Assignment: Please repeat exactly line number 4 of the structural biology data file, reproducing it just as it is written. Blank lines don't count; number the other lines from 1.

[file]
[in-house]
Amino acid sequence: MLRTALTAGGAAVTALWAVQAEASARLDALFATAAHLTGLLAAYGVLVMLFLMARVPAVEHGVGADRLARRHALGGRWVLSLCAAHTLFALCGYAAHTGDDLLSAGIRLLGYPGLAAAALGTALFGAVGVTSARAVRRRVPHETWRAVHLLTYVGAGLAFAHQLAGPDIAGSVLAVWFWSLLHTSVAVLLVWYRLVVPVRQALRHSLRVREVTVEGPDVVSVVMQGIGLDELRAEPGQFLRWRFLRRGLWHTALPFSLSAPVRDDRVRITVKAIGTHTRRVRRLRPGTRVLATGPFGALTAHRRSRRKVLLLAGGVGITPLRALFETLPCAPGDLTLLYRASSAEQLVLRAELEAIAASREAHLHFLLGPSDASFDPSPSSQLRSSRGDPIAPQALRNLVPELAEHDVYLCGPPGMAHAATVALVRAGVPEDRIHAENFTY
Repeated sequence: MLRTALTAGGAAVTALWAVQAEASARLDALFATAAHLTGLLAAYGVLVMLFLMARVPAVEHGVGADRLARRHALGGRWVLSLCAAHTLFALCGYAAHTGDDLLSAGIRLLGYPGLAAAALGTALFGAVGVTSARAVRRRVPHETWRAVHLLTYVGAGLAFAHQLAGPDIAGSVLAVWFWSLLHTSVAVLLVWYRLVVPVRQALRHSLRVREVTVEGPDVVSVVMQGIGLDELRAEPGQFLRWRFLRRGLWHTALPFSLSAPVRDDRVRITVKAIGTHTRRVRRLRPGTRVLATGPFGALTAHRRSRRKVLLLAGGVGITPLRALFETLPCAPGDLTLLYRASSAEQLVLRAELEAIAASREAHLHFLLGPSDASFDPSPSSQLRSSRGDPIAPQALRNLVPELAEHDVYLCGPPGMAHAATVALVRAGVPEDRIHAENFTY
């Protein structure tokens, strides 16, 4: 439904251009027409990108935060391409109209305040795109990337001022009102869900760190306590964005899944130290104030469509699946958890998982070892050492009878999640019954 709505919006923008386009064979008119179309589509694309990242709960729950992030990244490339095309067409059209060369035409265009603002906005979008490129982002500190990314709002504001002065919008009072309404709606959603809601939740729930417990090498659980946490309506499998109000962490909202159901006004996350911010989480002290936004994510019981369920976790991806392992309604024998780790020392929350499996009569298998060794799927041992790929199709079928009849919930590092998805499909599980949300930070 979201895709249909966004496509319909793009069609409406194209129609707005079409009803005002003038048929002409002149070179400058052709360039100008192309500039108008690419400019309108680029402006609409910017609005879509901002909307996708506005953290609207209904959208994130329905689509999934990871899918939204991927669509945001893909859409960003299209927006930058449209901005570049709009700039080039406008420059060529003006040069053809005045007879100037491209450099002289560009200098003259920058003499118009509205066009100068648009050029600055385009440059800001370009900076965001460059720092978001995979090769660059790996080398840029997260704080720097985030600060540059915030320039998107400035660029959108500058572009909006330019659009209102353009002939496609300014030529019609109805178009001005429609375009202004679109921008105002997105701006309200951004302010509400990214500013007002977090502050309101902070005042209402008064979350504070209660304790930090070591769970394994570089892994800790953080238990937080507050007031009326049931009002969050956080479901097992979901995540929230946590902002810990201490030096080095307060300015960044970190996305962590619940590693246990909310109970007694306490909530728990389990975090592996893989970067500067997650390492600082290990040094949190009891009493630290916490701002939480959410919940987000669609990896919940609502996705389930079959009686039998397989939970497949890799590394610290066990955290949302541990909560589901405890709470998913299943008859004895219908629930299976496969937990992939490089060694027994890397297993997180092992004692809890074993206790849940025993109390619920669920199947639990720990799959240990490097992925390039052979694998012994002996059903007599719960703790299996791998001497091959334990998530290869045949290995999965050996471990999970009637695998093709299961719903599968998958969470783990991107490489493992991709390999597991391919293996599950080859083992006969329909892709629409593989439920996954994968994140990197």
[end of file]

């Protein structure tokens, strides 16, 4: 439904251009027409990108935060391409109209305040795109990337001022009102869900760190306590964005899944130290104030469509699946958890998982070892050492009878999640019954 709505919006923008386009064979008119179309589509694309990242709960729950992030990244490339095309067409059209060369035409265009603002906005979008490129982002500190990314709002504001002065919008009072309404709606959603809601939740729930417990090498659980946490309506499998109000962490909202159901006004996350911010989480002290936004994510019981369920976790991806392992309604024998780790020392929350499996009569298998060794799927041992790929199709079928009849919930590092998805499909599980949300930070 979201895709249909966004496509319909793009069609409406194209129609707005079409009803005002003038048929002409002149070179400058052709360039100008192309500039108008690419400019309108680029402006609409910017609005879509901002909307996708506005953290609207209904959208994130329905689509999934990871899918939204991927669509945001893909859409960003299209927006930058449209901005570049709009700039080039406008420059060529003006040069053809005045007879100037491209450099002289560009200098003259920058003499118009509205066009100068648009050029600055385009440059800001370009900076965001460059720092978001995979090769660059790996080398840029997260704080720097985030600060540059915030320039998107400035660029959108500058572009909006330019659009209102353009002939496609300014030529019609109805178009001005429609375009202004679109921008105002997105701006309200951004302010509400990214500013007002977090502050309101902070005042209402008064979350504070209660304790930090070591769970394994570089892994800790953080238990937080507050007031009326049931009002969050956080479901097992979901995540929230946590902002810990201490030096080095307060300015960044970190996305962590619940590693246990909310109970007694306490909530728990389990975090592996893989970067500067997650390492600082290990040094949190009891009493630290916490701002939480959410919940987000669609990896919940609502996705389930079959009686039998397989939970497949890799590394610290066990955290949302541990909560589901405890709470998913299943008859004895219908629930299976496969937990992939490089060694027994890397297993997180092992004692809890074993206790849940025993109390619920669920199947639990720990799959240990490097992925390039052979694998012994002996059903007599719960703790299996791998001497091959334990998530290869045949290995999965050996471990999970009637695998093709299961719903599968998958969470783990991107490489493992991709390999597991391919293996599950080859083992006969329909892709629409593989439920996954994968994140990197």